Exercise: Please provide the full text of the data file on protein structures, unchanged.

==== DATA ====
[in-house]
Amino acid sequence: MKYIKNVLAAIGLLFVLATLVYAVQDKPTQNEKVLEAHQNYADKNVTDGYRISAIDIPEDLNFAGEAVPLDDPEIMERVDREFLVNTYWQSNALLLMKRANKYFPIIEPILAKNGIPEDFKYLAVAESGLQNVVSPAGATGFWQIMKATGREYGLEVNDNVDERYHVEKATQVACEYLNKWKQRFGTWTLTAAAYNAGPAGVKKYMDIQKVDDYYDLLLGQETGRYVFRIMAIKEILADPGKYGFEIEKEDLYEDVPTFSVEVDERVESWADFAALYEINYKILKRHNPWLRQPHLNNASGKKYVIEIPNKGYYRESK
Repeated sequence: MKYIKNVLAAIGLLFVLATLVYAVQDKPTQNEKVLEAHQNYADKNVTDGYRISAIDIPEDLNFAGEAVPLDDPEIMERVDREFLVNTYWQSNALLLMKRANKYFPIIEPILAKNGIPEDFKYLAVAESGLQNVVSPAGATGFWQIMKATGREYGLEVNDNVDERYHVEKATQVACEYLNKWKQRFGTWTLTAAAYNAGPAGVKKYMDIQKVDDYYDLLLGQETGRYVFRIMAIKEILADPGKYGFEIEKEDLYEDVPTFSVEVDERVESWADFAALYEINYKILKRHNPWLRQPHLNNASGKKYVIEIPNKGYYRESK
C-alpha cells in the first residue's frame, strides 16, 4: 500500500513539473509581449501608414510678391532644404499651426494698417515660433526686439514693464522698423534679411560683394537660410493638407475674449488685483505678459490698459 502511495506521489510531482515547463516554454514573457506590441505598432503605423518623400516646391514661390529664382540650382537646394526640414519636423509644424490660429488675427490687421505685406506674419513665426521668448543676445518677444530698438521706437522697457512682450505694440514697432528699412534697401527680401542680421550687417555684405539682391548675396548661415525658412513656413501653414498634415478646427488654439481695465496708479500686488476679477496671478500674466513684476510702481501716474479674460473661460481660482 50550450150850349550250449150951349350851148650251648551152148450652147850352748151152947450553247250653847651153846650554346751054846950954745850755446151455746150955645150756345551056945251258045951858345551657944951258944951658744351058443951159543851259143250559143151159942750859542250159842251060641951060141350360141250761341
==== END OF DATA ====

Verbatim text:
[in-house]
Amino acid sequence: MKYIKNVLAAIGLLFVLATLVYAVQDKPTQNEKVLEAHQNYADKNVTDGYRISAIDIPEDLNFAGEAVPLDDPEIMERVDREFLVNTYWQSNALLLMKRANKYFPIIEPILAKNGIPEDFKYLAVAESGLQNVVSPAGATGFWQIMKATGREYGLEVNDNVDERYHVEKATQVACEYLNKWKQRFGTWTLTAAAYNAGPAGVKKYMDIQKVDDYYDLLLGQETGRYVFRIMAIKEILADPGKYGFEIEKEDLYEDVPTFSVEVDERVESWADFAALYEINYKILKRHNPWLRQPHLNNASGKKYVIEIPNKGYYRESK
Repeated sequence: MKYIKNVLAAIGLLFVLATLVYAVQDKPTQNEKVLEAHQNYADKNVTDGYRISAIDIPEDLNFAGEAVPLDDPEIMERVDREFLVNTYWQSNALLLMKRANKYFPIIEPILAKNGIPEDFKYLAVAESGLQNVVSPAGATGFWQIMKATGREYGLEVNDNVDERYHVEKATQVACEYLNKWKQRFGTWTLTAAAYNAGPAGVKKYMDIQKVDDYYDLLLGQETGRYVFRIMAIKEILADPGKYGFEIEKEDLYEDVPTFSVEVDERVESWADFAALYEINYKILKRHNPWLRQPHLNNASGKKYVIEIPNKGYYRESK
C-alpha cells in the first residue's frame, strides 16, 4: 500500500513539473509581449501608414510678391532644404499651426494698417515660433526686439514693464522698423534679411560683394537660410493638407475674449488685483505678459490698459 502511495506521489510531482515547463516554454514573457506590441505598432503605423518623400516646391514661390529664382540650382537646394526640414519636423509644424490660429488675427490687421505685406506674419513665426521668448543676445518677444530698438521706437522697457512682450505694440514697432528699412534697401527680401542680421550687417555684405539682391548675396548661415525658412513656413501653414498634415478646427488654439481695465496708479500686488476679477496671478500674466513684476510702481501716474479674460473661460481660482 50550450150850349550250449150951349350851148650251648551152148450652147850352748151152947450553247250653847651153846650554346751054846950954745850755446151455746150955645150756345551056945251258045951858345551657944951258944951658744351058443951159543851259143250559143151159942750859542250159842251060641951060141350360141250761341